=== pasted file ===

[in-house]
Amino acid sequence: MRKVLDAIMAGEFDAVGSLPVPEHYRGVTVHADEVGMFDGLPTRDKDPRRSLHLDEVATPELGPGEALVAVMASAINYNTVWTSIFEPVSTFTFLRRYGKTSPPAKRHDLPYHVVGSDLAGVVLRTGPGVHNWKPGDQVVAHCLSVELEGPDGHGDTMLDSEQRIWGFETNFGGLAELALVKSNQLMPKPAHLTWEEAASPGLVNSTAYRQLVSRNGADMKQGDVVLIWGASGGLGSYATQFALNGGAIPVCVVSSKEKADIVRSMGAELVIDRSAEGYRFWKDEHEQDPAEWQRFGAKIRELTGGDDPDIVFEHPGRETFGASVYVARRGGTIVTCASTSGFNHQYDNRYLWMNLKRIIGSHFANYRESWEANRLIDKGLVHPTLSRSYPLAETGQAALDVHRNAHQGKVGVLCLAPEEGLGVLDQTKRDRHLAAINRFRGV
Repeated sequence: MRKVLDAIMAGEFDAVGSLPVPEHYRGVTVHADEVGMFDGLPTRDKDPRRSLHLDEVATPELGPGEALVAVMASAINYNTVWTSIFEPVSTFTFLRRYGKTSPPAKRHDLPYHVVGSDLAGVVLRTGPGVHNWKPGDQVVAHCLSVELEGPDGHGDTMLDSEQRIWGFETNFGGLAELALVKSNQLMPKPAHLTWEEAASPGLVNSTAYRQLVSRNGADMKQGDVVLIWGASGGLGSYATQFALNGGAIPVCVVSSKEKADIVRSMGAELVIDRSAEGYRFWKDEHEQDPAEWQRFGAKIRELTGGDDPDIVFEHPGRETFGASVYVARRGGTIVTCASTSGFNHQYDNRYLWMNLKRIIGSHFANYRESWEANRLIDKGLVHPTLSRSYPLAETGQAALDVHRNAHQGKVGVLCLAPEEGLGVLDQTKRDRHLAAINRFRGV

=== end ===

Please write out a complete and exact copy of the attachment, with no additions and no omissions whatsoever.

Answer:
[in-house]
Amino acid sequence: MRKVLDAIMAGEFDAVGSLPVPEHYRGVTVHADEVGMFDGLPTRDKDPRRSLHLDEVATPELGPGEALVAVMASAINYNTVWTSIFEPVSTFTFLRRYGKTSPPAKRHDLPYHVVGSDLAGVVLRTGPGVHNWKPGDQVVAHCLSVELEGPDGHGDTMLDSEQRIWGFETNFGGLAELALVKSNQLMPKPAHLTWEEAASPGLVNSTAYRQLVSRNGADMKQGDVVLIWGASGGLGSYATQFALNGGAIPVCVVSSKEKADIVRSMGAELVIDRSAEGYRFWKDEHEQDPAEWQRFGAKIRELTGGDDPDIVFEHPGRETFGASVYVARRGGTIVTCASTSGFNHQYDNRYLWMNLKRIIGSHFANYRESWEANRLIDKGLVHPTLSRSYPLAETGQAALDVHRNAHQGKVGVLCLAPEEGLGVLDQTKRDRHLAAINRFRGV
Repeated sequence: MRKVLDAIMAGEFDAVGSLPVPEHYRGVTVHADEVGMFDGLPTRDKDPRRSLHLDEVATPELGPGEALVAVMASAINYNTVWTSIFEPVSTFTFLRRYGKTSPPAKRHDLPYHVVGSDLAGVVLRTGPGVHNWKPGDQVVAHCLSVELEGPDGHGDTMLDSEQRIWGFETNFGGLAELALVKSNQLMPKPAHLTWEEAASPGLVNSTAYRQLVSRNGADMKQGDVVLIWGASGGLGSYATQFALNGGAIPVCVVSSKEKADIVRSMGAELVIDRSAEGYRFWKDEHEQDPAEWQRFGAKIRELTGGDDPDIVFEHPGRETFGASVYVARRGGTIVTCASTSGFNHQYDNRYLWMNLKRIIGSHFANYRESWEANRLIDKGLVHPTLSRSYPLAETGQAALDVHRNAHQGKVGVLCLAPEEGLGVLDQTKRDRHLAAINRFRGV